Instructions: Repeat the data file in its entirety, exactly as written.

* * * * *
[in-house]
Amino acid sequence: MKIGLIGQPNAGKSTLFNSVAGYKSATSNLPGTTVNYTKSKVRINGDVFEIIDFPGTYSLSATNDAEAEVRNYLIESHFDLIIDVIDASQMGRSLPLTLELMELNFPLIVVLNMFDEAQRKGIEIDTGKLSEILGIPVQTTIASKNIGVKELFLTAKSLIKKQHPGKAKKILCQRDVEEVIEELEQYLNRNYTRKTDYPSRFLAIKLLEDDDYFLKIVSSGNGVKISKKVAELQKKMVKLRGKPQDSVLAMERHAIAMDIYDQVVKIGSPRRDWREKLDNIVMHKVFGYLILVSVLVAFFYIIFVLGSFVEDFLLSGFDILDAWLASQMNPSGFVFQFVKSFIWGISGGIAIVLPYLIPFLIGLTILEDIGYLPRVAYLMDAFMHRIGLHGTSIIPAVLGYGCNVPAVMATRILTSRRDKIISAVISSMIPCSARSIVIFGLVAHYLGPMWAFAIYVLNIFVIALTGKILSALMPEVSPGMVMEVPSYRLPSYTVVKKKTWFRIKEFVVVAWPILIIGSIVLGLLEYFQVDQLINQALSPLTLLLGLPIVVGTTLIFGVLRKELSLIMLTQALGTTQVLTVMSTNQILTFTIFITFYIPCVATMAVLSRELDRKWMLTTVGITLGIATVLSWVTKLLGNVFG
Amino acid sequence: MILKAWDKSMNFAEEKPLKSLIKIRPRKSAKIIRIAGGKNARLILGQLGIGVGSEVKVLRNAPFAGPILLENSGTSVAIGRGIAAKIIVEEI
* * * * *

[in-house]
Amino acid sequence: MKIGLIGQPNAGKSTLFNSVAGYKSATSNLPGTTVNYTKSKVRINGDVFEIIDFPGTYSLSATNDAEAEVRNYLIESHFDLIIDVIDASQMGRSLPLTLELMELNFPLIVVLNMFDEAQRKGIEIDTGKLSEILGIPVQTTIASKNIGVKELFLTAKSLIKKQHPGKAKKILCQRDVEEVIEELEQYLNRNYTRKTDYPSRFLAIKLLEDDDYFLKIVSSGNGVKISKKVAELQKKMVKLRGKPQDSVLAMERHAIAMDIYDQVVKIGSPRRDWREKLDNIVMHKVFGYLILVSVLVAFFYIIFVLGSFVEDFLLSGFDILDAWLASQMNPSGFVFQFVKSFIWGISGGIAIVLPYLIPFLIGLTILEDIGYLPRVAYLMDAFMHRIGLHGTSIIPAVLGYGCNVPAVMATRILTSRRDKIISAVISSMIPCSARSIVIFGLVAHYLGPMWAFAIYVLNIFVIALTGKILSALMPEVSPGMVMEVPSYRLPSYTVVKKKTWFRIKEFVVVAWPILIIGSIVLGLLEYFQVDQLINQALSPLTLLLGLPIVVGTTLIFGVLRKELSLIMLTQALGTTQVLTVMSTNQILTFTIFITFYIPCVATMAVLSRELDRKWMLTTVGITLGIATVLSWVTKLLGNVFG
Amino acid sequence: MILKAWDKSMNFAEEKPLKSLIKIRPRKSAKIIRIAGGKNARLILGQLGIGVGSEVKVLRNAPFAGPILLENSGTSVAIGRGIAAKIIVEEI